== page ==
“Luminescence,” installation by Serge Marchetta and Masha Ryskin
On Feb. 7, several fellows from the Virginia Center for the Creative Arts
will present their work as part of the 2018-2019 VCCA Salon series at Sweet Briar College. The event will begin at 7:30 p.m. in Mary Helen Cochran Library’s Reahard Learning Gallery.
Serge Marchetta and Masha Ryskin have been collaborating since meeting during their residencies at the CAMAC Art Centre in France in 2009. Marchetta, a native of Montreal, holds a B.F.A. in painting from the University of Quebec, Montreal. Ryskin lives in Providence, R.I., and is a political refugee from the former Soviet Union. She holds a B.F.A. in printmaking from the Rhode Island School of design and an M.F.A. in painting and mixed media from the University of Michigan. Her work is concerned with landscape and its elements as a metaphor for a sense of place, memory, history and passage of time. It has been exhibited nationally and internationally and has been reviewed in a number of publications, including The New York Times and Art New England.
Serge Marchetta and Masha Ryskin
Together, they have produced drawings, photographs and videos, as well as gallery and open-air installations. Their work stems from research on light; their projects are explorations of the ambiguity of space through light, layered imagery and shadows.
“By playing on the permanent tensions between reality and illusion, the work reveals itself, partially or completely, according to the proximity or the distance of the spectator,” Marchetta writes on his website
about the collaboration. Their residency at the VCCA is the latest in a number of residencies around the world.
Joining them is Emily Maloney, the author of the forthcoming book “Cost of Living” about health care in the United States as seen through the eyes of both the patient and the practitioner. You can read her essay
on the topic, which originally appeared in the Virginia Quarterly Review and was selected for Best American Essays 2017. Maloney’s work has appeared in The New York Times, Glamour, Virginia Quarterly Review and more.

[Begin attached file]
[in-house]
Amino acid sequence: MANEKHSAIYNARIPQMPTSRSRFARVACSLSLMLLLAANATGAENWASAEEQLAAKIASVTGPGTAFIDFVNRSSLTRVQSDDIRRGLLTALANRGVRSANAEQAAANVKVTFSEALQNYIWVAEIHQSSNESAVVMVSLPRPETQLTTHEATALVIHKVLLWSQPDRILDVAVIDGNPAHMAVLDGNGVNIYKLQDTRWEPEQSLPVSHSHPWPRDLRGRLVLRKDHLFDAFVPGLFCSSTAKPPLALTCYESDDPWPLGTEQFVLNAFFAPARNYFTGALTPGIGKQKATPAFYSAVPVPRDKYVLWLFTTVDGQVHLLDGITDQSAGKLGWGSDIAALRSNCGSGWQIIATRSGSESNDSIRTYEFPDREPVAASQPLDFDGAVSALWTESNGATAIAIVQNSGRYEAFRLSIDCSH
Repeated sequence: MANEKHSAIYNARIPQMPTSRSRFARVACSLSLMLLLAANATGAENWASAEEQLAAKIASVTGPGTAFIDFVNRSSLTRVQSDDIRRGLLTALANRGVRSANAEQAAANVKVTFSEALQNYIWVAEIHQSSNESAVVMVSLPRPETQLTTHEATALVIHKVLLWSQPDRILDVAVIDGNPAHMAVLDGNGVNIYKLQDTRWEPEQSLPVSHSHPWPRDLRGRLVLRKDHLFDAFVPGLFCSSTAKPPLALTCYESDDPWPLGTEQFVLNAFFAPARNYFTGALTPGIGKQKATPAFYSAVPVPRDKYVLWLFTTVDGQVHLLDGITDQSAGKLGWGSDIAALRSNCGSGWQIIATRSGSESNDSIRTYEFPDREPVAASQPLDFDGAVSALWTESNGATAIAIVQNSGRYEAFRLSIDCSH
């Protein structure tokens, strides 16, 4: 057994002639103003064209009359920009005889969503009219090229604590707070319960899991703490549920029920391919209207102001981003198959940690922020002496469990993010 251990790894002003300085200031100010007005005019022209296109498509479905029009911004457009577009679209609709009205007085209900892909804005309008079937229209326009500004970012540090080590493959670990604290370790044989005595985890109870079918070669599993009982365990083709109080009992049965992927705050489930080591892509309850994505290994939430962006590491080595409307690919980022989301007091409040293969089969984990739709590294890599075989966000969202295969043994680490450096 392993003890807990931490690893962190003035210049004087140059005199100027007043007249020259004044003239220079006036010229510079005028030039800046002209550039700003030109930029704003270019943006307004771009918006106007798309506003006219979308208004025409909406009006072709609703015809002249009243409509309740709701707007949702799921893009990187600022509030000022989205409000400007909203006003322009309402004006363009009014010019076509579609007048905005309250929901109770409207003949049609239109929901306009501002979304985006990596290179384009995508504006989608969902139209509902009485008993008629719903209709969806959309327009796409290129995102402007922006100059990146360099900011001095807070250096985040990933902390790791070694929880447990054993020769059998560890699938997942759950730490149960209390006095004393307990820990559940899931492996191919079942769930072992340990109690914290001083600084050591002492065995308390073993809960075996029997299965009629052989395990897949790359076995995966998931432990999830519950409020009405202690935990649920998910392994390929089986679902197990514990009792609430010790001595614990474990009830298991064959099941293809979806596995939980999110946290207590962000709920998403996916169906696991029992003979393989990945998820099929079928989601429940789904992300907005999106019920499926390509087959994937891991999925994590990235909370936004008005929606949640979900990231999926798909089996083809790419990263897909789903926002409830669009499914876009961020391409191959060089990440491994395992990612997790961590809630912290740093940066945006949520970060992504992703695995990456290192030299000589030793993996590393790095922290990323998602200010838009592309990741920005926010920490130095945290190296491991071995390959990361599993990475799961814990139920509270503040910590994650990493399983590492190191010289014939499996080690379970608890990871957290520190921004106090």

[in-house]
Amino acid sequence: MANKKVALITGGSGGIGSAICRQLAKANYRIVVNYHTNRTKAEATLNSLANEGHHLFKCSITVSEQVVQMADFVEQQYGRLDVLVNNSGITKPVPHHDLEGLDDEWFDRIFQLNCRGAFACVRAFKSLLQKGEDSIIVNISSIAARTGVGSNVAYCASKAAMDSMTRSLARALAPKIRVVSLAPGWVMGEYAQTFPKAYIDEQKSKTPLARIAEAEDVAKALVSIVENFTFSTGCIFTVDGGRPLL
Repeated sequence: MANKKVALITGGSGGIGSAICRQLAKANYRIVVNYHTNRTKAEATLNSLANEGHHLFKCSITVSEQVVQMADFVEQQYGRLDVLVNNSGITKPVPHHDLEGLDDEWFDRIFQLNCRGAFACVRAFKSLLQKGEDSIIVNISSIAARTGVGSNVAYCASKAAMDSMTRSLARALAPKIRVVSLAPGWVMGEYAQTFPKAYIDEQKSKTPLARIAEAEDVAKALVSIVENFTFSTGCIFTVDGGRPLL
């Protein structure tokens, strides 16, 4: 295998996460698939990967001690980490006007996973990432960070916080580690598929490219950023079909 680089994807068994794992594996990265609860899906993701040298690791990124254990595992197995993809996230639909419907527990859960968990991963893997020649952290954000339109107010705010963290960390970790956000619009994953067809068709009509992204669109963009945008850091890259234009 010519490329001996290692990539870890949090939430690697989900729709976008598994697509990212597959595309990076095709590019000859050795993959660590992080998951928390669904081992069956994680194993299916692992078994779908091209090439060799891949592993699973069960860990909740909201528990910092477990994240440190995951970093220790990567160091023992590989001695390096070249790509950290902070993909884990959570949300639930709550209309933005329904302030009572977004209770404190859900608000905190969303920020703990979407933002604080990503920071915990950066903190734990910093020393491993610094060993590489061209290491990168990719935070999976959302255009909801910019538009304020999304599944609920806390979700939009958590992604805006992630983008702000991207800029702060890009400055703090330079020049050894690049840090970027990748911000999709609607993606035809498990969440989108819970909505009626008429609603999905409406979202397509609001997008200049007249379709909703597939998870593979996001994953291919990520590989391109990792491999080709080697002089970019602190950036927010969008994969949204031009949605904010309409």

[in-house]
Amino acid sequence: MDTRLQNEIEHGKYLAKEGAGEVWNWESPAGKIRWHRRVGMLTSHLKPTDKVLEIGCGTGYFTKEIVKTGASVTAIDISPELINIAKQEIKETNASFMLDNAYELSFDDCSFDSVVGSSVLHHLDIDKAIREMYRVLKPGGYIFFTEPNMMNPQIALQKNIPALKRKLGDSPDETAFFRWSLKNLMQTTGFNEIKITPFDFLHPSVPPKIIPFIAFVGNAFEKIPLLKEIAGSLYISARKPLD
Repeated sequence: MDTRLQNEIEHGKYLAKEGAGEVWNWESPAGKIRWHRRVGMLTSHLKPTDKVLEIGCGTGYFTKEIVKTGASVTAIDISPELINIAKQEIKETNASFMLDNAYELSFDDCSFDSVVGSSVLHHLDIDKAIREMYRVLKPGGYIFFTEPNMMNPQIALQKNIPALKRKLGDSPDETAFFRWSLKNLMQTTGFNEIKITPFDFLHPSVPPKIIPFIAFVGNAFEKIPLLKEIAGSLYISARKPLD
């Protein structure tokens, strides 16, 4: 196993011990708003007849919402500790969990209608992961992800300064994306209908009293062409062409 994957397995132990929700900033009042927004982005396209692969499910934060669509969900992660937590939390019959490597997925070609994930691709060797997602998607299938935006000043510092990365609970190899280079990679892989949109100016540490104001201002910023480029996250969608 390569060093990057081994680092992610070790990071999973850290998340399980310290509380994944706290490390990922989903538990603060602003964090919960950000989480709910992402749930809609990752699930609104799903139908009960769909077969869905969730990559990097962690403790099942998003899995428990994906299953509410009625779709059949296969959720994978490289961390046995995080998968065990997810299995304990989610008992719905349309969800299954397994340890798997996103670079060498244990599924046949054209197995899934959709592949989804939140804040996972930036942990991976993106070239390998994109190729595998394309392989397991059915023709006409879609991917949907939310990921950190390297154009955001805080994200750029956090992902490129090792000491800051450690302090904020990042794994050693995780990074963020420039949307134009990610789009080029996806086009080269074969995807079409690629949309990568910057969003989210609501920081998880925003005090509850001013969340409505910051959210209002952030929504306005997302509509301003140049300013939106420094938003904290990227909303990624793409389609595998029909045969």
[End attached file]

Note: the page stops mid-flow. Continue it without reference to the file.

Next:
In addition to her work as an author, she has worked as an emergency room technologist, EMT, dog groomer, pastry chef, catalog model and ceramics artist. Her latest work is informed by her experience working at a multinational pharmaceutical company. Her next work will be a memoir about growing up with Nonverbal Learning Disability. You can learn more about Maloney on her website
The Virginia Center for the Creative Arts is a unique Virginia-based organization of national stature and international impact. VCCA’s mission is “providing creative space for the world’s best artists to create their finest literature, visual art, and music.” Each year, VCCA hosts more than 400 artist-fellows at its Mt. San Angelo facility in Amherst and the Moulin à Nef Studio Center in Auvillar, France. The artists who come to VCCA, whether emerging or established, are selected through competitive peer review on the basis of the important or innovative work they are doing in their respective fields. Since its founding in 1971, VCCA has hosted more than 6,000 writers, visual artists and composers.
Another VCCA salon will be held on April 4. For more information, visit sbc.edu/featured-events
or email Carrie Brown, director for the Center of Creativity, Design and the Arts, at email@example.com